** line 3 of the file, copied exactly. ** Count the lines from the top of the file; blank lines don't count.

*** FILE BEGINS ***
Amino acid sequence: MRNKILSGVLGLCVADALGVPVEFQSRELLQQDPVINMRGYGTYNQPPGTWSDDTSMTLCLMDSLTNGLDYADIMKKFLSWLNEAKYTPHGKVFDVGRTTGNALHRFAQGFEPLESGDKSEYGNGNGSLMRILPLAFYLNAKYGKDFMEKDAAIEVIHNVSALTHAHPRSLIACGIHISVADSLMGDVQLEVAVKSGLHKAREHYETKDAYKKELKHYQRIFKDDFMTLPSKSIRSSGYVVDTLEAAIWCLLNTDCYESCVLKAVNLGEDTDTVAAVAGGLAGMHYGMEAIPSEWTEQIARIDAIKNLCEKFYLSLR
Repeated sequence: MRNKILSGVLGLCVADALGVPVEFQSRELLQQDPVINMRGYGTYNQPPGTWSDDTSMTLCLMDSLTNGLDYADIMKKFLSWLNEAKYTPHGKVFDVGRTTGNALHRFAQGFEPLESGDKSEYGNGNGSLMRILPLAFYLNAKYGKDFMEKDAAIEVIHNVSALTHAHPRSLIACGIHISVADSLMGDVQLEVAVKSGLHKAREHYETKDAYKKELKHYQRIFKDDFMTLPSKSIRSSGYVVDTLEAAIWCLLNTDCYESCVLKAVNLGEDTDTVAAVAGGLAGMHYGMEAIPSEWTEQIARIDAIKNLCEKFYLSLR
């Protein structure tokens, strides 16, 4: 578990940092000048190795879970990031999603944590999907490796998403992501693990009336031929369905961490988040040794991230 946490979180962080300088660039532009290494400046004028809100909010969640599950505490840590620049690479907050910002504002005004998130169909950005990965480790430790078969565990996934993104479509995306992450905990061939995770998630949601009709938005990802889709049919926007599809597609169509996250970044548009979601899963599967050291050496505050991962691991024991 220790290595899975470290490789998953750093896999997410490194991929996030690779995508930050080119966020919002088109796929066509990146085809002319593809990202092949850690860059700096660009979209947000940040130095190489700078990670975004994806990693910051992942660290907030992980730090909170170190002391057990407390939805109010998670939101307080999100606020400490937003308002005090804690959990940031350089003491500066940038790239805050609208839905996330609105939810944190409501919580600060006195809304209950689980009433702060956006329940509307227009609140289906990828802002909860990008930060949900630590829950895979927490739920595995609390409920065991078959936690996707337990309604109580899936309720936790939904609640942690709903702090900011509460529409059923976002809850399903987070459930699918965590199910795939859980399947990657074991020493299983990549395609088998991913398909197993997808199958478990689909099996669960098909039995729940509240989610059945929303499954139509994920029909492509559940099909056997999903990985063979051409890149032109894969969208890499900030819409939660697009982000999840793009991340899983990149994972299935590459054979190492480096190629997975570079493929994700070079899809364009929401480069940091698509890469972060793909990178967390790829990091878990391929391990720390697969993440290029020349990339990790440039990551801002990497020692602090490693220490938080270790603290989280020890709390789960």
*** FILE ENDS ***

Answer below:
């Protein structure tokens, strides 16, 4: 578990940092000048190795879970990031999603944590999907490796998403992501693990009336031929369905961490988040040794991230 946490979180962080300088660039532009290494400046004028809100909010969640599950505490840590620049690479907050910002504002005004998130169909950005990965480790430790078969565990996934993104479509995306992450905990061939995770998630949601009709938005990802889709049919926007599809597609169509996250970044548009979601899963599967050291050496505050991962691991024991 220790290595899975470290490789998953750093896999997410490194991929996030690779995508930050080119966020919002088109796929066509990146085809002319593809990202092949850690860059700096660009979209947000940040130095190489700078990670975004994806990693910051992942660290907030992980730090909170170190002391057990407390939805109010998670939101307080999100606020400490937003308002005090804690959990940031350089003491500066940038790239805050609208839905996330609105939810944190409501919580600060006195809304209950689980009433702060956006329940509307227009609140289906990828802002909860990008930060949900630590829950895979927490739920595995609390409920065991078959936690996707337990309604109580899936309720936790939904609640942690709903702090900011509460529409059923976002809850399903987070459930699918965590199910795939859980399947990657074991020493299983990549395609088998991913398909197993997808199958478990689909099996669960098909039995729940509240989610059945929303499954139509994920029909492509559940099909056997999903990985063979051409890149032109894969969208890499900030819409939660697009982000999840793009991340899983990149994972299935590459054979190492480096190629997975570079493929994700070079899809364009929401480069940091698509890469972060793909990178967390790829990091878990391929391990720390697969993440290029020349990339990790440039990551801002990497020692602090490693220490938080270790603290989280020890709390789960």